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Tales from Fleet security: GitHub configuration and OpenSSF Scorecards


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Guillaume Ross

Tales from Fleet security: GitHub configuration and OpenSSF Scorecards

Tales from Fleet security: GitHub configuration and OpenSSF Scorecards The goal of Scorecards is to auto-generate a “security score” for open source projects to help users as they decide the trust, risk, and security posture for their use case. This data can also be used to augment any decision making in an automated fashion when new open source dependencies are introduced inside projects or at organizations.

At Fleet, we do our work in public. Our code is open source. Customers and open source users use it with osquery, another great open source project. We want to provide quality software and a method for potential users to assess the maturity of our security.

Security maturity assessments are a complex topic. We felt we could start by providing some metrics and information to those looking at using anything from the Fleet GitHub repository. Through the process of acquiring the metrics, we would discover things we can improve as well.

While researching how we could achieve this goal, we noticed that the Open Source Security Foundation (OpenSSF) published a project that aims to address this issue at scale.

OpenSSF built Scorecards so that anyone can run it against a repository. It checks that a repository is maintained, that automation is in place to manage dependencies, that automated tests are in place, that code is reviewed, and more. Public data is gathered for popular projects and projects opting to submit results.

You can install Scorecards on Mac (brew install scorecard) or Linux, create a GitHub token, and run it in less than 3 minutes.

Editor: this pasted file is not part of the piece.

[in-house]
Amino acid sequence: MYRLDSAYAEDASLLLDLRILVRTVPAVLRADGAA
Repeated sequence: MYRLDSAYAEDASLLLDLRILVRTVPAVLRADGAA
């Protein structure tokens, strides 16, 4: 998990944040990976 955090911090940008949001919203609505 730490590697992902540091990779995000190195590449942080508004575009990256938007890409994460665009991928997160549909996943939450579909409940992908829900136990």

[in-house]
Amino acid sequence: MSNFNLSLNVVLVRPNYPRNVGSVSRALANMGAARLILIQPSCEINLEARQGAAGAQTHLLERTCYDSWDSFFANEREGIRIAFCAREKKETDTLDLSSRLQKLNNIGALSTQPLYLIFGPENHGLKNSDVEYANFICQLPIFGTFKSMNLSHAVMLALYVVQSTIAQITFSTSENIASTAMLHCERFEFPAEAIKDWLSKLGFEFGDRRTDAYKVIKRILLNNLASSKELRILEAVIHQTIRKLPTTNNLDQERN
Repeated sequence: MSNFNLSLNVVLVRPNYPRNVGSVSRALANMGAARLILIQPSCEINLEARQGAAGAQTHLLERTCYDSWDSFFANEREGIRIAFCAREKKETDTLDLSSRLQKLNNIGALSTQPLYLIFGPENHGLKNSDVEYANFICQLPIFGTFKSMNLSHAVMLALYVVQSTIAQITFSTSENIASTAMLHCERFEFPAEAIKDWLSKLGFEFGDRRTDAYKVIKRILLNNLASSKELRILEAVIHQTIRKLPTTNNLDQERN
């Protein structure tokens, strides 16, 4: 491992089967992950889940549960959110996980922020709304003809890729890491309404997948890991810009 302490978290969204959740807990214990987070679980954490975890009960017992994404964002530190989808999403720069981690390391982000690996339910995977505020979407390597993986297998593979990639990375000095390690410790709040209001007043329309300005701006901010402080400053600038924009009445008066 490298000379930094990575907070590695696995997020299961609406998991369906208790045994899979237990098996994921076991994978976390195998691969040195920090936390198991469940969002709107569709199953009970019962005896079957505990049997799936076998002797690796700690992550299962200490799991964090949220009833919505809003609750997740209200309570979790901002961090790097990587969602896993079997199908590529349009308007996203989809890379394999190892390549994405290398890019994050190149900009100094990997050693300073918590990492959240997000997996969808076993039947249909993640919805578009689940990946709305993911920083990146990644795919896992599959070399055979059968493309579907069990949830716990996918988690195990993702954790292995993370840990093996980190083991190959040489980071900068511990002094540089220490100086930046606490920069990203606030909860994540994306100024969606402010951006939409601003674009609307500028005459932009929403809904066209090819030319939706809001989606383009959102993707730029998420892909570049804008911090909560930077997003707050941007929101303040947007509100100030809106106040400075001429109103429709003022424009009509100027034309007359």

scorecard — repo

You can also run it against packages in npm, PyPI, or RubyGems.

When we started using Scorecards to measure our own repository, our score hovered around 4.9. It now goes from 5.8 to 6.2, and we plan to continue improving it.

What we changed

At Fleet, we put almost everything we do in the same repository. That means that front-end code, back-end code, documentation, and more are stored there, making it harder to set specific policies on the entire repository. The main advantage to this, in this case, is that we also do not have to configure dozens of different GitHub repositories. If we did, we’d certainly look to OpenSSF Allstar for automation.

Deployed Scorecards as a GitHub Action

We started by deploying the Scorecards GitHub Action. In our configuration, we allow uploading the data back to OpenSSF, which will be leveraged in the future by a Scorecards badge, and we upload artifacts to GitHub as a SARIF (Static Analysis Results Interchange Format) file.

By doing this, issues found by Scorecards at each execution are uploaded to the Security tab of our GitHub project, allowing us to detect new issues quickly.

Enforced code reviews

We already were doing code reviews on almost everything, but we were not enforcing it in the repository for the main branch. We now do.

One of the challenges this brings when using a monorepo is that areas of the repository are not security-relevant and do not benefit from code reviews. For this reason, we have automated code review approvals applied to those directories, leaving us free to enforce code reviews on the repository in general.